Gauging Water Loss from Northern Peatlands, a Likely Accelerant of Climate Change

Gauging Water Loss from Northern Peatlands, a Likely Accelerant of Climate Change












More carbon is stored in the forests, peatlands, and lakes of the high northern (boreal) latitudes than is currently in the atmosphere. Therefore, understanding how the boreal latitudes, which include Canada and Alaska, respond to global warming is vital for predicting its trajectory.

As the climate warms, the air gets drier and can take up more water. The pines, spruces, and larches of boreal forests respond by largely retaining their water, but it hasn’t been known how boreal peatlands (bogs and fens) respond.

To compensate, a team of 59 international scientists, including Inke Forbrich of the Marine Biological Laboratory, pooled their data and discovered boreal peatlands lose more water than do forests in response to drying air. This has important implications not only for projections of water availability in these regions but for global carbon-climate feedbacks. With a lower water table, peatlands are more likely to release CO2 to the atmosphere, which in turn would accelerate the pace of global warming.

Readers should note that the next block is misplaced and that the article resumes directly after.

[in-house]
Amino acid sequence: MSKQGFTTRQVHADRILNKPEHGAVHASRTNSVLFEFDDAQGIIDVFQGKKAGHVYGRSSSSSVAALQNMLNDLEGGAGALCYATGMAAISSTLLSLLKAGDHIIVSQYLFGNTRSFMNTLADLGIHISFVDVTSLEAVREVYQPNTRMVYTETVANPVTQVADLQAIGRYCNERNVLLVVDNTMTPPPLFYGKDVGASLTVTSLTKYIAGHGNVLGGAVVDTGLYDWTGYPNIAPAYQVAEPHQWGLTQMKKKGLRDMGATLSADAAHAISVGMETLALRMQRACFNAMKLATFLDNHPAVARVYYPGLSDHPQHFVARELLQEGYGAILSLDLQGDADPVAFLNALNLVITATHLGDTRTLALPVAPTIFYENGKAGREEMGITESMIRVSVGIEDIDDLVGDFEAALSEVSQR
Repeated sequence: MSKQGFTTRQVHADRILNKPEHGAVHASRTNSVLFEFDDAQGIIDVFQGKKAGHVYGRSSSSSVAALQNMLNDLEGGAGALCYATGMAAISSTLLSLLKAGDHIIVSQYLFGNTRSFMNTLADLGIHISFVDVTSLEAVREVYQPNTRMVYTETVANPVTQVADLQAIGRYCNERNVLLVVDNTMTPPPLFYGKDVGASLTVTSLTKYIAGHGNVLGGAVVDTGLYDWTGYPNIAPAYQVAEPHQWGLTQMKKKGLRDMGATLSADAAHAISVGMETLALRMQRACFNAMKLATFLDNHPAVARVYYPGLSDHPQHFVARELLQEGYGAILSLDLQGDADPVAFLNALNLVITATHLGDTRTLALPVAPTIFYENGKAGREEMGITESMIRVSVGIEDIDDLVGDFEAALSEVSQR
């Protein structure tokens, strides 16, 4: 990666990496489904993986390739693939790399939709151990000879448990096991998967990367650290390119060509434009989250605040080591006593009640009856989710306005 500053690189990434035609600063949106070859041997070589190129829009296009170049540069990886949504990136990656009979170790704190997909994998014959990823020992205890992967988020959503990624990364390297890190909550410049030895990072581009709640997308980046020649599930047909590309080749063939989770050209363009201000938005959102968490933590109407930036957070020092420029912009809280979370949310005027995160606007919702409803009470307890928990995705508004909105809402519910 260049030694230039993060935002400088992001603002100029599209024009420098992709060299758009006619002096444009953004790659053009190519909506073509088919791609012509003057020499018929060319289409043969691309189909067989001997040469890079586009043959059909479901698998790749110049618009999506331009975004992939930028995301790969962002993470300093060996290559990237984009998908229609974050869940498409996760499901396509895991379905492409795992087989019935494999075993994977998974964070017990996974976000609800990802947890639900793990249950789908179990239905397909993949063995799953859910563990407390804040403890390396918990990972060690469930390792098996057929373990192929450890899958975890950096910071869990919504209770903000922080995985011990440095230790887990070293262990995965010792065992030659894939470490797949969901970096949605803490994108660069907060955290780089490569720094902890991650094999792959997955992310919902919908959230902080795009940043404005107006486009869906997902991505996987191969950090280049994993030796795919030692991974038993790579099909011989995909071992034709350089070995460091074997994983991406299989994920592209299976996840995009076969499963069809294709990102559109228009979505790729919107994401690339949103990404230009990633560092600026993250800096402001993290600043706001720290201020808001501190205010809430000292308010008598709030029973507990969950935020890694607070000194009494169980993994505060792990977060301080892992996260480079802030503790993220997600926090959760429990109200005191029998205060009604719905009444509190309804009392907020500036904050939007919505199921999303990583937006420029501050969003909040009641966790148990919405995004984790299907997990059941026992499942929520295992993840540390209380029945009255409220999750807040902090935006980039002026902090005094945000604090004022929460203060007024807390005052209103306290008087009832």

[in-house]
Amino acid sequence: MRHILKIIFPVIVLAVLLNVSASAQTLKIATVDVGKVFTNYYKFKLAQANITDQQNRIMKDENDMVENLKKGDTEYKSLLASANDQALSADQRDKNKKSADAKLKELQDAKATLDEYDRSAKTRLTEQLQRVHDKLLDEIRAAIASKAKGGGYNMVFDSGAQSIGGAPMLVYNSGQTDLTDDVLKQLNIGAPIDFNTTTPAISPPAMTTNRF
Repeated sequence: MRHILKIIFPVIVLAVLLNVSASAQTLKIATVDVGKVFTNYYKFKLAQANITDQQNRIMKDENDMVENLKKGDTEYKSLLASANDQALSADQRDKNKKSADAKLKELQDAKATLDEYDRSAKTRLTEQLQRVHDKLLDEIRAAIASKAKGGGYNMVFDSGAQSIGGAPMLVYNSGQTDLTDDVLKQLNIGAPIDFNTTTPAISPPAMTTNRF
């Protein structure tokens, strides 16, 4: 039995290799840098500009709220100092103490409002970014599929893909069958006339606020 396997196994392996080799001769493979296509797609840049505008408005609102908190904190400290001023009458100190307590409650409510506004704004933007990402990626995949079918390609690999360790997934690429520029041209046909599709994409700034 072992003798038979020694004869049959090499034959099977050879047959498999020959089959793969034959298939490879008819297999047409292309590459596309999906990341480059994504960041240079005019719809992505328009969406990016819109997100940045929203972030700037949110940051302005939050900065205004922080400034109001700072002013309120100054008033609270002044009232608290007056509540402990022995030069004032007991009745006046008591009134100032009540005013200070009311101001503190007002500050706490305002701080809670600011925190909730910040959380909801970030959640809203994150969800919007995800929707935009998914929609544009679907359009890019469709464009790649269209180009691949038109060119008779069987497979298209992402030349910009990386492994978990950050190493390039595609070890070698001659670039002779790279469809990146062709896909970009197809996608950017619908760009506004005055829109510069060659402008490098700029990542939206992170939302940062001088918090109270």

Most current global climate models assume the boreal region consists only of forest ecosystems. Adding peatlands data will improve their projections. Led by scientists at Canada’s McMaster University, the team published their report this week in Nature Climate Change.

Photo caption: Data on water loss from peatlands to the atmosphere was collected by eddy covariance flux towers in 95 locations in the global boreal biome. This flux tower is located in the Scotty Creek watershed in the Northwest Territories, Canada. Credit: Manuel Helbig


Manuel Helbig et al (2020) Increasing contribution of peatlands to boreal evapotranspiration in a warming climate. Nature Climate Change, DOI: 10.1038/s41558-020-0763-7

McMaster University press release